The Gad­get Change in Our Lives

Consumer Voice - - Editor's Voice - Padma Joint edi­tor

I use an or­di­nary Nokia phone that was bought for un­der Rs 6,000 about four years ago. It al­lows me to make a phone call, check email through a push mail fea­ture, and has a QWERTY key­pad that al­lows easy tex­ting. It runs on the dated Sym­bian op­er­at­ing sys­tem, so I can­not ac­cess or make use of the much-talked-about An­droid or iOS apps.

So, what am I miss­ing out on? Not much, I think, but then I am al­most al­ways sur­rounded by people who have changed their phone about five to six times in the last four years. Ev­ery time they have told me about one or the other unique fea­ture of the phone that made them think that their old phone had be­come out­dated.

No, I am not writ­ing against smart­phones here. In fact, I am soon go­ing to buy one my­self as I need in­stant In­ter­net ac­cess and also need a safety app more than any­thing else. Here I am only ask­ing this: does your gad­get be­come dated when the com­pany launches a sup­pos­edly newer or bet­ter ver­sion of it? Ev­ery now and then, one or the other elec­tron­ics com­pany, es­pe­cially Sam­sung, Ap­ple and Sony, con­cep­tu­al­izes a launch func­tion of their new se­ries of some gad­get in a man­ner that it sounds like yet an­other leap for mankind. Those global launch events share prom­i­nent space in print with the day’s lead po­lit­i­cal news as well as hog peak hours on na­tional tele­vi­sion.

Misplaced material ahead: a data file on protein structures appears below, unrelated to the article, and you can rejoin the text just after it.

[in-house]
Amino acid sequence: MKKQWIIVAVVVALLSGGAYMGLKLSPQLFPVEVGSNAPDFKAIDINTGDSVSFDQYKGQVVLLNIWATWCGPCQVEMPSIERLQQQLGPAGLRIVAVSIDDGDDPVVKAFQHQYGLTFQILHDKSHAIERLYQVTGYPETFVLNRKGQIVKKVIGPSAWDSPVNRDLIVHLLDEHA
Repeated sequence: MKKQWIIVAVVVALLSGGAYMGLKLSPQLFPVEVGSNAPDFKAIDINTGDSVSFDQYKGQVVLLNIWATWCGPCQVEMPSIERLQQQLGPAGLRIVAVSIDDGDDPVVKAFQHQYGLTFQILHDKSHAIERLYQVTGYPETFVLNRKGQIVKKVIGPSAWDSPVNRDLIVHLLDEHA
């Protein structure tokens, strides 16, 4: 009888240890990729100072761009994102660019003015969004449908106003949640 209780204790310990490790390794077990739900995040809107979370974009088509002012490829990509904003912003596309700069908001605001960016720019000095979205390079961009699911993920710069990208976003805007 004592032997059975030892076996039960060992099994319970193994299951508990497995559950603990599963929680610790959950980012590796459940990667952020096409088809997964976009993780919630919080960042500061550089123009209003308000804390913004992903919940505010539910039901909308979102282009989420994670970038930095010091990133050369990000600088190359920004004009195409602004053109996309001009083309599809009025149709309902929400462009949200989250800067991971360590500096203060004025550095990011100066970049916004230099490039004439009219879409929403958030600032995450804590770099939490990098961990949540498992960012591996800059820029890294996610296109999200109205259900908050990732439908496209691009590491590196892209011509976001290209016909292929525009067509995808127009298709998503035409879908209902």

I think the idea be­hind those mar­ket­ing cam­paigns is to in­flu­ence in­di­vid­u­als into be­liev­ing that they are miss­ing out on some­thing very im­por­tant if they do not own one of those gad­gets. Some tar­geted cam­paigns are so pow­er­ful that they make some of us be­lieve that those gad­gets add to our sta­tus. And if we see an­other in­di­vid­ual with­out one of those gad­gets, some of us may think along these lines: a) s/he is too poor to be able to af­ford it, or b) s/he is a stereo­type who does not be­lieve in tech­nol­ogy, or c) s/ he has no fash­ion sense.

This is how the tech­nol­ogy gi­ants of the world have po­si­tioned them­selves in the minds of mil­lions. Dozens of people I know who own these gad­gets have hardly used more than 10 per cent of their fea­tures. But they make it a point to tell ev­ery­one about a gad­get change in their lives through Face­book up­dates and tweets made via the gad­get it­self.

Now that my life too will go through a gad­get change, I ended up re­search­ing about a dozen hand­set mak­ers and was as­ton­ished to find that ev­ery­thing that was be­ing of­fered at Rs 40,000–Rs 50,000 by main­stream brands was made avail­able at half the price by the not-so-big but promis­ing brands from China – Gionee be­ing one of them. If you Google a bit, you will know why some of the world’s renowned gad­get re­view­ers vouch for these young brands. They do not have much mar­ket­ing prow­ess, but pos­sess im­mense un­der­stand­ing of tech­nol­ogy and fan­tas­tic de­sign sense. And they do not keep up­grad­ing to make you feel as if your ear­lier gad­get’s time is gone.

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